Card photographs were as ubiquitous in the second half of the nineteenth century as camera phone and Instagram images are today. Primarily albumen prints mounted on card stock, card photos varied in several sizes. First came the carte de visite, French for “visiting card,” in the 1860s. Measuring 2½ x 4 inches, cartes de visite, or CDVs for short, took America by storm and created the world’s first photography craze. For the first time since the introduction of photography in 1839, portrait photographs were available to all classes as they were cheap to make, could be easily copied and sent through the mail without threat of damage. In fact, so many CDVs were sent through the mail as men were off fighting the Civil War, that the US government put a tax on them to help fund the war.
Cabinet cards were a larger version of the CDV, measuring 4¼ by 6½ inches and became very popular after 1870. The larger size allowed for greater decoration of the card mounts which advertised the photographer’s name and address. Gradually the mount designs, known as backmarks, grew larger and more ornate, often including many decorative elements common to Victorian design. Popular motifs included painter’s palettes and brushes with cameras to imply the association of photography with fine art, and the sun to symbolize the photographer’s dependence on light. Gilded borders, scalloped edges, colorful mounts and inks, patterned backgrounds, and highly stylized typography all appeared on the mounts of cartes de visite and cabinet card photographs. Some photographers hired artists to create original designs for their card mounts, but the majority chose designs from catalogs of photo supply companies. As a result, many studios from around the country produced card photographs with similar mount designs and backmarks.
Card photographs orphaned by their original owners and descendants that can today be found in thrift stores and flea markets may no longer hold the identity of the person pictured, but they can still be admired for their beauty and what they reveal about larger trends in Victorian culture, photography and graphic design. To see many more nineteenth century card photographs created in Louisville, visit the exhibit “Under the Skylight: Louisville’s Nineteenth Century Portrait Studios” in the Photographic Archives gallery from October 10 – November 1.
The only problem being the Imaging Manager in the Photographic Archives is the urge to know every photograph and fine print in our vault. That’s about 2 million images and, I guess, a bit impossible. Even if I could look through every image, I cannot look without wondering. It’s easy to spend a good thirty minutes observing one photo and asking what may be going on in the scene:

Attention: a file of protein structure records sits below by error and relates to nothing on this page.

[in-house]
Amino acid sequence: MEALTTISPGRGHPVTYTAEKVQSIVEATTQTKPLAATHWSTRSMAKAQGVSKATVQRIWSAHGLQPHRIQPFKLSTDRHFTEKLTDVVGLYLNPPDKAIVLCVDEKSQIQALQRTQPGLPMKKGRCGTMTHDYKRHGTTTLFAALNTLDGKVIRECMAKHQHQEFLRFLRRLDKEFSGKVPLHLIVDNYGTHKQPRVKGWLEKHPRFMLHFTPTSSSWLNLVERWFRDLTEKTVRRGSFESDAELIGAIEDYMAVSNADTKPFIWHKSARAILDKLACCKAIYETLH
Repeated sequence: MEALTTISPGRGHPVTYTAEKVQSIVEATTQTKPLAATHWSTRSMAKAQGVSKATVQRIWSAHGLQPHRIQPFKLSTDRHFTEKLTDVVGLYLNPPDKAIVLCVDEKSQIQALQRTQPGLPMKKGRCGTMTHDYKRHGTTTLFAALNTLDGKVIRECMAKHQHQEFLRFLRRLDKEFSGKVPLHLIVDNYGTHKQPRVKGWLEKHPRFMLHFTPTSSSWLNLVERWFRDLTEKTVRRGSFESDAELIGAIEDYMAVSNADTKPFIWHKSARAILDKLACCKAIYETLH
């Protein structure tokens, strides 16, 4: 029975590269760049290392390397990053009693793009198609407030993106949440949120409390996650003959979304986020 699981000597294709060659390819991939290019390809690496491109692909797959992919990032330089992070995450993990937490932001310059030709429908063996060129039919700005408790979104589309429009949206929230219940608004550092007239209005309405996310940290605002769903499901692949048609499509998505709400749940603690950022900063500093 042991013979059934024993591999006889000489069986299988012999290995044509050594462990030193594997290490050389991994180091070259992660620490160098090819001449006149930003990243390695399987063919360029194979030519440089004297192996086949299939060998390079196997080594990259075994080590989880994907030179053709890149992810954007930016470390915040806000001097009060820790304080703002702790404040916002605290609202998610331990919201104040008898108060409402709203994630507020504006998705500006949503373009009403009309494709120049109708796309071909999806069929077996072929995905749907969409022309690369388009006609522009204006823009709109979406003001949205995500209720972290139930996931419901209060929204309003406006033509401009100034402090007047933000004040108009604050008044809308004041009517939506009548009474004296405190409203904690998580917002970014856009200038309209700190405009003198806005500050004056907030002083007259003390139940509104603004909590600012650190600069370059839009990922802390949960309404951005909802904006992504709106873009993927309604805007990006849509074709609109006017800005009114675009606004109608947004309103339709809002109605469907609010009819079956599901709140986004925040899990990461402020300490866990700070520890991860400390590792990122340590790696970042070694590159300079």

Is that man in the white suit looking straight at the camera? Where is the photographer standing? Why did he take a photo of this scene? What’s in that caged truck? What is going on with that traffic pattern?! How common was it to still be using a horse and cart? What is being constructed? How many of those buildings are still here? Arg, so many questions! But that last question, that’s one I can easily determine. When I run across an interesting photograph of a building or space in Louisville, I search Google maps, pick out a camera, go on a little adventure, and have some Photoshop fun:
This exercise in photography, research, and navigation works to expand my knowledge of our collection and its relevance to Louisville’s history. And it answers a few of those burning questions along the way!
Our latest exhibit, Famous Faces: Picturing Celebrity in the Photographic Archives, highlights over 40 photographs of nineteenth and twentieth-century celebrated personalities and historical icons held in the University of Louisville collections. From gathering and researching these images I have learned a number of interesting facts about a few celebrities related to Louisville.
Elvis Presley (1935–1977) is one of the most iconic American celebrities of the twentieth century, having been a hugely popular singer and actor for over twenty years, earning the nickname “The King of Rock and Roll.” But the photos held in the archives of Elvis Presley, performing in Louisville at a special employee party put on by tobacco company Philip Morris, don’t tell the whole story. A little research revealed that this show, held on December 8, 1955, was a mere month before Elvis’ very first record was released – “Heartbreak Hotel” in January of 1956. He was an unknown! In fact, it has since been reported that the president of Philip Morris, in the audience during the performance, tried to get Elvis kicked off the stage because he considered the singer’s hip gyrations obscene.